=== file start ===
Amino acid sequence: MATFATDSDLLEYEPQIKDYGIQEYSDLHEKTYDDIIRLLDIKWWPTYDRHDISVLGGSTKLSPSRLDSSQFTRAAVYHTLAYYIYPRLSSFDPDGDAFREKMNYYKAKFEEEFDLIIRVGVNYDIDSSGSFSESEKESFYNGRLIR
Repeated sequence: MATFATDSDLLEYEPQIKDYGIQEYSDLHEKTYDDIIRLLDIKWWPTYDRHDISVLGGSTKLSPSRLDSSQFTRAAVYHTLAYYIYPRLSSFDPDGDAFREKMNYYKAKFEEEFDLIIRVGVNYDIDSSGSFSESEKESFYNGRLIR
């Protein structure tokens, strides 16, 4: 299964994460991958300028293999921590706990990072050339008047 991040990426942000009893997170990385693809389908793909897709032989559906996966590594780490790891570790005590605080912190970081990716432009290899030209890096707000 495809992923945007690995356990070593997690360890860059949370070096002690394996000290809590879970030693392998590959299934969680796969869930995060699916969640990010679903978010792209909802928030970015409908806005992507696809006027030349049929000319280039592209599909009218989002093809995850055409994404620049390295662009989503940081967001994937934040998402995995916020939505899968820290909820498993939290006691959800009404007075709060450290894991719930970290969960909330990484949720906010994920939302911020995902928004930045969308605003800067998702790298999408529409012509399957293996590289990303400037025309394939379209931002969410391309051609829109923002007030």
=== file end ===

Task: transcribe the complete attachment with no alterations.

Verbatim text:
Amino acid sequence: MATFATDSDLLEYEPQIKDYGIQEYSDLHEKTYDDIIRLLDIKWWPTYDRHDISVLGGSTKLSPSRLDSSQFTRAAVYHTLAYYIYPRLSSFDPDGDAFREKMNYYKAKFEEEFDLIIRVGVNYDIDSSGSFSESEKESFYNGRLIR
Repeated sequence: MATFATDSDLLEYEPQIKDYGIQEYSDLHEKTYDDIIRLLDIKWWPTYDRHDISVLGGSTKLSPSRLDSSQFTRAAVYHTLAYYIYPRLSSFDPDGDAFREKMNYYKAKFEEEFDLIIRVGVNYDIDSSGSFSESEKESFYNGRLIR
């Protein structure tokens, strides 16, 4: 299964994460991958300028293999921590706990990072050339008047 991040990426942000009893997170990385693809389908793909897709032989559906996966590594780490790891570790005590605080912190970081990716432009290899030209890096707000 495809992923945007690995356990070593997690360890860059949370070096002690394996000290809590879970030693392998590959299934969680796969869930995060699916969640990010679903978010792209909802928030970015409908806005992507696809006027030349049929000319280039592209599909009218989002093809995850055409994404620049390295662009989503940081967001994937934040998402995995916020939505899968820290909820498993939290006691959800009404007075709060450290894991719930970290969960909330990484949720906010994920939302911020995902928004930045969308605003800067998702790298999408529409012509399957293996590289990303400037025309394939379209931002969410391309051609829109923002007030």